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A Case Study on the Safety Impact of Implementing Smart Patient-Controlled Analgesic Pumps at a Tertiary Care Academic Medical Center

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Background: As with the use of any therapy involving opioids, patient-controlled analgesia (PCA)–related errors can lead to overdose and even death. “Smart” (computerized) pumps have medication safety enhancements, particularly those related to operator errors during administration, to improve overall safety and efficacy. After the occurrence of PCA–related errors that occurred at a tertiary care academic medical center, an analysis of PCA errors was conducted. The introduction of smart pumps was identified as a possible solution, and the medical center adopted the technology in 2006. A study was conducted to investigate the impact of implementation.

Methods and Results: The study had three primary objectives: (1) to evaluate history logs stored in the smart PCA pumps to characterize the nature of hard and soft stop alerts and identify potential errors that may have been averted, (2) to examine the impact of smart PCA pumps on voluntarily reported PCA therapy–related errors, and (3) to assess nursing perceptions regarding the improvement in safety due to the introduction of smart PCA pumps. The smart pumps potentially prevented 159 errors for the January–June 2007 period; upper hard limits had the most number of alerts, representing avoidance of errors with the greatest potential to be detrimental to the patient. In addition, pump-programming errors due to wrong concentration were eliminated after implementation. Finally, nursing staff perceived smart pumps to be valuable in improving patient safety.

Conclusions: Smart PCA pumps had an important positive impact on PCA–related patient safety at the medical center. Other facilities should adopt PCA devices with additional safety features such as bar-code verification of the drug and concentration, as well as dosage limits, to prevent pump-programming errors.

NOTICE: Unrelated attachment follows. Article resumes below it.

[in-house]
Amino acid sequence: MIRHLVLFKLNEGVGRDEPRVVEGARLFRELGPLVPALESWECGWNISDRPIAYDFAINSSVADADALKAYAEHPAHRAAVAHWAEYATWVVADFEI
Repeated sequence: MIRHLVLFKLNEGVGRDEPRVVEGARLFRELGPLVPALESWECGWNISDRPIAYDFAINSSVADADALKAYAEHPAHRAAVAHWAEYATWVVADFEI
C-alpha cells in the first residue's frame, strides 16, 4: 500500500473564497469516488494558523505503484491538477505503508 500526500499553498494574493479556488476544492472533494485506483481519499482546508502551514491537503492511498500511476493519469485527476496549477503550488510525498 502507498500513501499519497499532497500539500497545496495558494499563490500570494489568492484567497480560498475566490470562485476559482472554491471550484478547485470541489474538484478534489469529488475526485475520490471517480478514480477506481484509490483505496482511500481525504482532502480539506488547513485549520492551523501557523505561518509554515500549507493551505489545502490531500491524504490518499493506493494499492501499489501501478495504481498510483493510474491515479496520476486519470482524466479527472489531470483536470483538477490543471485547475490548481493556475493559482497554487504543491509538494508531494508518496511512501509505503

Document Type: Research Article

Publication date: March 1, 2012

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  • Published monthly, The Joint Commission Journal on Quality and Patient Safety is a peer-reviewed publication dedicated to providing health professionals with the information they need to promote the quality and safety of health care. The Joint Commission Journal on Quality and Patient Safety invites original manuscripts on the development, adaptation, and/or implementation of innovative thinking, strategies, and practices in improving quality and safety in health care. Case studies, program or project reports, reports of new methodologies or new applications of methodologies, research studies on the effectiveness of improvement interventions, and commentaries on issues and practices are all considered.

    David W. Baker, MD, MPH, FACP, executive vice president for the Division of Healthcare Quality Evaluation at The Joint Commission, is the inaugural editor-in-chief of The Joint Commission Journal on Quality and Patient Safety.

    Also known as Joint Commission Journal on Quality Improvement and Joint Commission Journal on Quality and Safety
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